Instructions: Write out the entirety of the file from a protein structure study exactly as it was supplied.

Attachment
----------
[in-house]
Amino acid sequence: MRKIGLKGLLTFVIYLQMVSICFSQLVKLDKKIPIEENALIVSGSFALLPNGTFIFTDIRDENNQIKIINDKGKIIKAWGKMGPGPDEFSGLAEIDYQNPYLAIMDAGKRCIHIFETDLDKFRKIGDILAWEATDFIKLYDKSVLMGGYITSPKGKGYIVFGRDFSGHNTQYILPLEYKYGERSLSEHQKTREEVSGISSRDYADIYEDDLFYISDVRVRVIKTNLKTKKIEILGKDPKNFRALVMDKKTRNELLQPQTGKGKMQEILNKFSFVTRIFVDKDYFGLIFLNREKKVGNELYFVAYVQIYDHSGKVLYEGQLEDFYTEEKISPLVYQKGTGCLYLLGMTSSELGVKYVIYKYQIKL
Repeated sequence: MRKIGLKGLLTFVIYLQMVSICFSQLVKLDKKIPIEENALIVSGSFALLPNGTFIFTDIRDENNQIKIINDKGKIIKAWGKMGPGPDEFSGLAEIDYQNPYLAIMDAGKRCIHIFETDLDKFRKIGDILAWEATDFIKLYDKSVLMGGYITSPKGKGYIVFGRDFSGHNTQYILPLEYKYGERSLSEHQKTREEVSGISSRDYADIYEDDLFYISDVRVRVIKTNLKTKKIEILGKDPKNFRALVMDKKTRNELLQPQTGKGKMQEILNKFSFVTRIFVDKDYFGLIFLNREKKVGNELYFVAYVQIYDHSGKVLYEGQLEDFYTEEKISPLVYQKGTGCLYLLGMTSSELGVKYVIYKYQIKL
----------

[in-house]
Amino acid sequence: MRKIGLKGLLTFVIYLQMVSICFSQLVKLDKKIPIEENALIVSGSFALLPNGTFIFTDIRDENNQIKIINDKGKIIKAWGKMGPGPDEFSGLAEIDYQNPYLAIMDAGKRCIHIFETDLDKFRKIGDILAWEATDFIKLYDKSVLMGGYITSPKGKGYIVFGRDFSGHNTQYILPLEYKYGERSLSEHQKTREEVSGISSRDYADIYEDDLFYISDVRVRVIKTNLKTKKIEILGKDPKNFRALVMDKKTRNELLQPQTGKGKMQEILNKFSFVTRIFVDKDYFGLIFLNREKKVGNELYFVAYVQIYDHSGKVLYEGQLEDFYTEEKISPLVYQKGTGCLYLLGMTSSELGVKYVIYKYQIKL
Repeated sequence: MRKIGLKGLLTFVIYLQMVSICFSQLVKLDKKIPIEENALIVSGSFALLPNGTFIFTDIRDENNQIKIINDKGKIIKAWGKMGPGPDEFSGLAEIDYQNPYLAIMDAGKRCIHIFETDLDKFRKIGDILAWEATDFIKLYDKSVLMGGYITSPKGKGYIVFGRDFSGHNTQYILPLEYKYGERSLSEHQKTREEVSGISSRDYADIYEDDLFYISDVRVRVIKTNLKTKKIEILGKDPKNFRALVMDKKTRNELLQPQTGKGKMQEILNKFSFVTRIFVDKDYFGLIFLNREKKVGNELYFVAYVQIYDHSGKVLYEGQLEDFYTEEKISPLVYQKGTGCLYLLGMTSSELGVKYVIYKYQIKL